How oft we see the law of unintended consequences bite statists in their butts. A recent illustration is the brouhaha about English-only requirements on the job.
Contemporary left-liberals are frequently what I call multiculturalismists. That is, they subscribe to an extreme form of multiculturalism and use it as a tool to attack American society. Broad multiculturalism is simply the view that all cultures have their good and bad aspects, and none is so good that it ought to replace all others. I am myself a moderate multiculturalist or, as I prefer, a cosmopolitan. I am very pleased to be an American. I think that American culture is not on the whole inferior to others. But I surely would not want to see it sup- plant all other cultures, and I have a visceral aversion to the idea of imposing it on other countries. I hope the French, the Mexicans, the Greeks, and so on retain their distinctive identities, because I so enjoy visiting those countries and experiencing (however superficially) their cultures.
I am not extreme in this multiculturalism. I don’t hold, for example, that there are no dysfunctional cultures. The culture of (say) Nazi Germany comes to mind. A few cultures have such virulently nasty features that the whole of them becomes repellent. Moreover, while I am a moderate multiculturalist, I am also an assimilationist. I believe that if I were to emigrate to some other country, with the intention of becoming a citizen there, it would be my moral obligation to learn its language, culture, and customs. If I moved to France, I would attempt to become fluent in French, as hard as that would be for a linguistically challenged individual such as I. I would broadly assimilate to the culture. I wouldn’t demand bilingual ballots in French and English, or insist that the American flag be flown at French sporting events.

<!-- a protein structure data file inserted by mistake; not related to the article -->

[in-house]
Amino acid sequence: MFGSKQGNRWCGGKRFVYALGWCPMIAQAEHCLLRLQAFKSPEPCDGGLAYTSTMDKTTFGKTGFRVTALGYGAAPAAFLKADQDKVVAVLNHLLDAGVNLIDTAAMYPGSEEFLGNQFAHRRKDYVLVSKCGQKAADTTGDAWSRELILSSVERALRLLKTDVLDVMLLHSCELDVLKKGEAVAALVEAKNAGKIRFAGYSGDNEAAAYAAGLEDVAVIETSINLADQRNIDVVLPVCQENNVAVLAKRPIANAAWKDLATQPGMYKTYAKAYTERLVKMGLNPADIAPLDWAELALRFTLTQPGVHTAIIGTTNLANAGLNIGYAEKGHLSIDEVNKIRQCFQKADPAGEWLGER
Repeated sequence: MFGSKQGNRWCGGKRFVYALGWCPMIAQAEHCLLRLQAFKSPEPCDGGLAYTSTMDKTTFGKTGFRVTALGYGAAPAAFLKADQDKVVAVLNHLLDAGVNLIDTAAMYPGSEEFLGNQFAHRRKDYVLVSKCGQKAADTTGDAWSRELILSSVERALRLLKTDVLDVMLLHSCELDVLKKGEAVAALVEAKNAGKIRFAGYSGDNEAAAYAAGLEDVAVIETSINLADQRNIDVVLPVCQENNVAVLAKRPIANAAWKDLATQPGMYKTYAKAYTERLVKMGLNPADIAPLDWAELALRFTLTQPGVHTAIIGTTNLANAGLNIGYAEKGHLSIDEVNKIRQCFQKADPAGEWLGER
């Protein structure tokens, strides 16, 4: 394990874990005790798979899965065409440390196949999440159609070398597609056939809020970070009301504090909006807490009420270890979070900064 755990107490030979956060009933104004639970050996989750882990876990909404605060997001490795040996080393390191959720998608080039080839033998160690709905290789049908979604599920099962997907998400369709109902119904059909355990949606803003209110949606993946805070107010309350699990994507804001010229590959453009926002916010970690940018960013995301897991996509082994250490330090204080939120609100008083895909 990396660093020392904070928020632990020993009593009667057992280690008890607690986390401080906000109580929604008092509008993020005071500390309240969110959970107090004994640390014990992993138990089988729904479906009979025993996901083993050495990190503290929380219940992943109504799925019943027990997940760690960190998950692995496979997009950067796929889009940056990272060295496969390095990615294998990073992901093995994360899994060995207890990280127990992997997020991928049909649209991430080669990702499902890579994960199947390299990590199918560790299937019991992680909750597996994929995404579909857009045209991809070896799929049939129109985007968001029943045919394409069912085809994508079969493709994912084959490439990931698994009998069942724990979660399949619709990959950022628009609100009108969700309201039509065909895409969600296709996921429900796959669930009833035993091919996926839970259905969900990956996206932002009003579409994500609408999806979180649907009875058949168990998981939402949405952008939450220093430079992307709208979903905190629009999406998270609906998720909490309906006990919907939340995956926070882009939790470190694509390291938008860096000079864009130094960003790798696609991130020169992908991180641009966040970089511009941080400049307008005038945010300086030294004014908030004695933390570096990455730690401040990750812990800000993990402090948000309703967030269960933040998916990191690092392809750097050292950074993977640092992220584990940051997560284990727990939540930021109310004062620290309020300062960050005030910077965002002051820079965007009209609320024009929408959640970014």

These thoughts come to mind when I see the entrenched resistance by multiculturalismists in government to attempts to get immigrants to learn English. I mean, it just seems obvious that all new immigrants should learn the language. Polls consistently show that the vast majority of people – including Hispanics – agree with this notion, and it remains one of the requirements for attaining U.S. citizenship. It’s a matter of assimilating to the country and culture the immigrant has freely chosen to join, not a chauvinist claim that English is superior to all other tongues.
But alas, resistance to common sense runs deep in the bastions of the Left.
Consider what happens to companies that introduce English-only rules. Such rules seem quite reasonable for many businesses: they promote workplace harmon)’, and they guarantee that important information (such as about imminent workplace dangers) can be conveyed quickly. But the EEOC has been extremely aggressive against these rules, filing 200 lawsuits against them during 2006 alone.
When Sen. Lamar Alexander (R-TN) – hardly an ultra- rightwinger – tried to introduce an amendment to bar such government lawsuits, it was blocked by the Congressional Hispanic Caucus, led by Rep. Joe Baca (D-CA), with the back- ing of House Speaker Nancy Pelosi (D-CA).
There is also a continuing attempt to push for bilingual
education, the daffy idea that the best approach to getting an immigrant child proficient in English is to teach him or her in another language for an indefinite period. In California, this insanity has supposedly been ended by a constitutional amendment; yet educators keep inflicting it on students stuck in the public school system.
Ironically, the multiculturalismists of the Left make it hard for those of us who favor reasonable amounts of legal immigration to convince the average citizen of its benefits. Ironically, the leftist fetish about multiculturalism – specifically, the opposition to English language requirements – is one cause of the rising tide of anti-immigrant feeling through- out the country. An unintended consequence, indeed.